The faces and names may be different, but PUC is and offers what we always have- an excellent Christ-centered education within a supportive environment. Unfortunately, many don’t understand why this is an advantage and/or how this translates in a world so focused on the immediate and tangible. I know that Adventist education is different and is, in most cases, superior to other public or private schools. I am excited to be at PUC, where I see from day-to-day the difference my colleagues and I make in the lives of these students. We are invested in their academic success, but that’s not all – we are interested in them as people and want them to have personal success as well.

What do you love most about living in the Napa Valley?

California, the Bay Area, and particularly the Napa Valley location can’t be beaten. We live amid an internationally recognized biodiversity hotspot. As a biologist, you can’t ask for a more diverse and interesting part of the world to study and study in. I enjoy PUC’s extensive acres of wildlands and can even watch bald eagles soar overhead and see pileated woodpeckers in my backyard! PUC is truly “Where Nature and Revelation Unite in Education”.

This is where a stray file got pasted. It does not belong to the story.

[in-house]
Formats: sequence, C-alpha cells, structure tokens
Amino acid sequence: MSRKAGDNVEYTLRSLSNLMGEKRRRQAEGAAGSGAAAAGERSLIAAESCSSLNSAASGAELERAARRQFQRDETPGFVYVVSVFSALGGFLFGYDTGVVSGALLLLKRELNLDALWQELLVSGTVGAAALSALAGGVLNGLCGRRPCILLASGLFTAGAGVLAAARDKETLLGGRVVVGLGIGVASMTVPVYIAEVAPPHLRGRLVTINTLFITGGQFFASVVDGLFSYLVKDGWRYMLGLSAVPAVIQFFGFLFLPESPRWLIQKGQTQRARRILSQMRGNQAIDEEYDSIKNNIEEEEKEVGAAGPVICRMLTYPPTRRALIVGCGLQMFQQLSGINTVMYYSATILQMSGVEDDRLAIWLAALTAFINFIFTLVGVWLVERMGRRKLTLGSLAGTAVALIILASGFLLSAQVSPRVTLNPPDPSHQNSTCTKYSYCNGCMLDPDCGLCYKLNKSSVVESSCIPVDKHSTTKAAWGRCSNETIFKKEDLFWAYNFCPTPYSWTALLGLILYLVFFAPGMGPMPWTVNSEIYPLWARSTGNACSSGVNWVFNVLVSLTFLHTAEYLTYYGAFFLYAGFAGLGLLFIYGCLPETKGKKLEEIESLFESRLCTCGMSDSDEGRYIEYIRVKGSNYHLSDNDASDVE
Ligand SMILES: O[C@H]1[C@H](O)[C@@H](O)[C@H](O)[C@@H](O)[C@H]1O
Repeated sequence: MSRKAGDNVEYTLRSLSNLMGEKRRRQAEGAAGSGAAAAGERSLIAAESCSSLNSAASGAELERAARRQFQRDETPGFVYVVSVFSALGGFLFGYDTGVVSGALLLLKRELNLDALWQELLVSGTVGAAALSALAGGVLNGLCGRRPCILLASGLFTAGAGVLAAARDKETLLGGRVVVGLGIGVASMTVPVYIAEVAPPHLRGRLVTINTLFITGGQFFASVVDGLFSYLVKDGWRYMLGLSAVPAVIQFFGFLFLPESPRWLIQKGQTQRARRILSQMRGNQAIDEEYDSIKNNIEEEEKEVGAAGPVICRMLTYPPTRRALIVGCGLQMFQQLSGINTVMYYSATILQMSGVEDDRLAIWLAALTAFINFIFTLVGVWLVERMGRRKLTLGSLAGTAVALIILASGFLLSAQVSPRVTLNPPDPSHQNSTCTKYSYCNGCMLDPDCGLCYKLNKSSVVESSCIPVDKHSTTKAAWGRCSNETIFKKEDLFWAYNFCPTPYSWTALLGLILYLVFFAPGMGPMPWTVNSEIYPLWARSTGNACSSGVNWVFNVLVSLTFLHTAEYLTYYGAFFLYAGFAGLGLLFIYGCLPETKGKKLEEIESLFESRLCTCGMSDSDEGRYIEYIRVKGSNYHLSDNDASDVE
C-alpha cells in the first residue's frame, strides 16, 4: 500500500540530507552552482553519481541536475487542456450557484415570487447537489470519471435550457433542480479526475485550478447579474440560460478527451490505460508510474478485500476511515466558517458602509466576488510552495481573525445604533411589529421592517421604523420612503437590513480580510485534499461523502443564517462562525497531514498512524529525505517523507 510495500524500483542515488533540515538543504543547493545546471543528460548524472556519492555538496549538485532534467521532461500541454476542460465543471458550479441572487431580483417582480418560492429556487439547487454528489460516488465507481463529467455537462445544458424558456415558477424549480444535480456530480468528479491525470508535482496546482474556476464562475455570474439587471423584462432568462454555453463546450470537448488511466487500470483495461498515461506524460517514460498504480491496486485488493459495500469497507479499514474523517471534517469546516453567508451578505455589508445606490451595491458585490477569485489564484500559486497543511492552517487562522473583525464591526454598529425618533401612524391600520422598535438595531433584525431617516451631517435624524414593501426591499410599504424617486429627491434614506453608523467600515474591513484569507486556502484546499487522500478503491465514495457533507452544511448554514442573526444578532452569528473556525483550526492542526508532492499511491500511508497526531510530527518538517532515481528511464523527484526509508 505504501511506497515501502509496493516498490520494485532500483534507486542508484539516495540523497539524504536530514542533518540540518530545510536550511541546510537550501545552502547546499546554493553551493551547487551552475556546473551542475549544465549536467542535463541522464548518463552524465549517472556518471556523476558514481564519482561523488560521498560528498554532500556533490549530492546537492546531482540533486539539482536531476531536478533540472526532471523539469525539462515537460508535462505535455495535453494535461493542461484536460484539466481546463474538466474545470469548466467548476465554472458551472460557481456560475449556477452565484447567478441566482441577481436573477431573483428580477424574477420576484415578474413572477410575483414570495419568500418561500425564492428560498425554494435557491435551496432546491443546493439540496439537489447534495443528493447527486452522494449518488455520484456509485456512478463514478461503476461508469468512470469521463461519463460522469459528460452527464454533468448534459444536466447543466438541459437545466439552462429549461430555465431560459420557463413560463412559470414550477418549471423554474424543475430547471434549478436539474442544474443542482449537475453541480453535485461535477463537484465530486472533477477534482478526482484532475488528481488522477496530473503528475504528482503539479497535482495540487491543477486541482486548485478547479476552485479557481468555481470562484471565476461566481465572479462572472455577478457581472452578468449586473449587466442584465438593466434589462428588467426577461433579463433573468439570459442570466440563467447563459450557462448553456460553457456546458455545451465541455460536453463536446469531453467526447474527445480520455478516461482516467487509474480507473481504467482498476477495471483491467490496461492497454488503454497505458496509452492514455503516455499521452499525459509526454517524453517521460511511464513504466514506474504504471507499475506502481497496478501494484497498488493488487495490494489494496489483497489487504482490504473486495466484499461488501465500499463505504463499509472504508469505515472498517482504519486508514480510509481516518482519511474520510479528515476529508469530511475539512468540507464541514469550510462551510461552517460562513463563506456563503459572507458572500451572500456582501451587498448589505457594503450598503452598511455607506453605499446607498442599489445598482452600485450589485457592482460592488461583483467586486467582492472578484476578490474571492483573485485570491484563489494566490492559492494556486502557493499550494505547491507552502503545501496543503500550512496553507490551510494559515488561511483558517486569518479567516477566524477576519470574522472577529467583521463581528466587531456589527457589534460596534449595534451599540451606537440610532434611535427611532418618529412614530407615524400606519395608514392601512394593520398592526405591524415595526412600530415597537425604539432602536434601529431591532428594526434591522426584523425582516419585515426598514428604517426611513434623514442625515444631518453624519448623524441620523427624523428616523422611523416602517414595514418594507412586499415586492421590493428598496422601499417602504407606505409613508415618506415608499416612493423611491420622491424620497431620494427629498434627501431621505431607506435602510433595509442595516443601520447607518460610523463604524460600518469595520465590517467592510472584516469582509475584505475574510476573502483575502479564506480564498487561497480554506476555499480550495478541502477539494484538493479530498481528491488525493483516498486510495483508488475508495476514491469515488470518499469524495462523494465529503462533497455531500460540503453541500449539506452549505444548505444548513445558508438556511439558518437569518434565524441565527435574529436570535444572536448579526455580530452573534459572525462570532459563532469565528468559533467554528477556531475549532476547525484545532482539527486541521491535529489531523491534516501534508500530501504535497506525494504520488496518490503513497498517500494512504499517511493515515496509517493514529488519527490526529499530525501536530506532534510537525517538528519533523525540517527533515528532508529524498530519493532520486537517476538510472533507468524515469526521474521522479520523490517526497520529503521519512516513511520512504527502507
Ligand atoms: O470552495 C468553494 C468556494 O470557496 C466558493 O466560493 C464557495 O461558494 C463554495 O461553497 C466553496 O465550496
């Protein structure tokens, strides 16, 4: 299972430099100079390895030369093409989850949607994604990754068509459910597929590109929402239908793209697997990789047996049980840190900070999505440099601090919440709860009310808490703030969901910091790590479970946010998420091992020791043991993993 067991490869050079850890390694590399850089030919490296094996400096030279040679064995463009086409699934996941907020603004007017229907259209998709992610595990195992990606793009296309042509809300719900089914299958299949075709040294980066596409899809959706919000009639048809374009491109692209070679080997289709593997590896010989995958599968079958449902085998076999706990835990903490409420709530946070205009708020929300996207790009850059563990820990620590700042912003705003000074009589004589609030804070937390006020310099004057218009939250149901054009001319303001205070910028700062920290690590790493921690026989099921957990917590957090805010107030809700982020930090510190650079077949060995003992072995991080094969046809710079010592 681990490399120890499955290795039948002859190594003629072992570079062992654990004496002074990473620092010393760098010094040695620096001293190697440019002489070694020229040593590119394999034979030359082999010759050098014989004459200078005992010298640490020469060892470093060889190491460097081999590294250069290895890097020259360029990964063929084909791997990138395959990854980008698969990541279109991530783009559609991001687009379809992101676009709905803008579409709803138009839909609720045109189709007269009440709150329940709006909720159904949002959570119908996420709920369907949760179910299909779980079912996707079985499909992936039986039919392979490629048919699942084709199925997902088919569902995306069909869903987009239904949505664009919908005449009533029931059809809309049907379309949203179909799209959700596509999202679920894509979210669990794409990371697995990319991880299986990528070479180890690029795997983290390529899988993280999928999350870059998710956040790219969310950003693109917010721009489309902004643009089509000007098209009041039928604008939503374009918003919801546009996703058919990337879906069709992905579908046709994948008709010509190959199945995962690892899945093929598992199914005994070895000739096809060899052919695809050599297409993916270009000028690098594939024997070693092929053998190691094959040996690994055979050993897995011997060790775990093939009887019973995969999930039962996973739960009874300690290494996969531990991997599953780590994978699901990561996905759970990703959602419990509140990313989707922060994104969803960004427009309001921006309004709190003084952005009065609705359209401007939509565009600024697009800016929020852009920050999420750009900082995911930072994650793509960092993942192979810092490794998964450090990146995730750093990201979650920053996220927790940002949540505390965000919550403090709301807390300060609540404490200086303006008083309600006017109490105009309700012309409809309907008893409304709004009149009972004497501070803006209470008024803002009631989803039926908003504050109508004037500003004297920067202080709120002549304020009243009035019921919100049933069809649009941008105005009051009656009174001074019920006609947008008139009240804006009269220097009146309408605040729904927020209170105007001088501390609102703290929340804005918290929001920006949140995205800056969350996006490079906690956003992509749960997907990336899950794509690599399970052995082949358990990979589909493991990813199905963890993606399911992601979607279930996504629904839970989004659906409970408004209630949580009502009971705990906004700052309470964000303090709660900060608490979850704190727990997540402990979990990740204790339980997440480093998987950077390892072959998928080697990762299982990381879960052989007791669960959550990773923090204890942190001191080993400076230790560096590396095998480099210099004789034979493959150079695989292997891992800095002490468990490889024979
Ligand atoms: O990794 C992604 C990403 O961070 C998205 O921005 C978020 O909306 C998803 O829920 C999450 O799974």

Ways to Cope with Anxiety in School

Many students share the struggle of having anxiety in school. With a lot of things going on at school, anxiety can build up. Some have figured out what helps them cope with their anxiety, while others don’t know where to start. Here are ten ways to cope with anxiety. 

Have A Routine

Having a routine keeps you on track with what you need to do. Your routine shouldn’t just consist of what time to wake up, do homework, or when to eat, but also when to rest and do things you enjoy.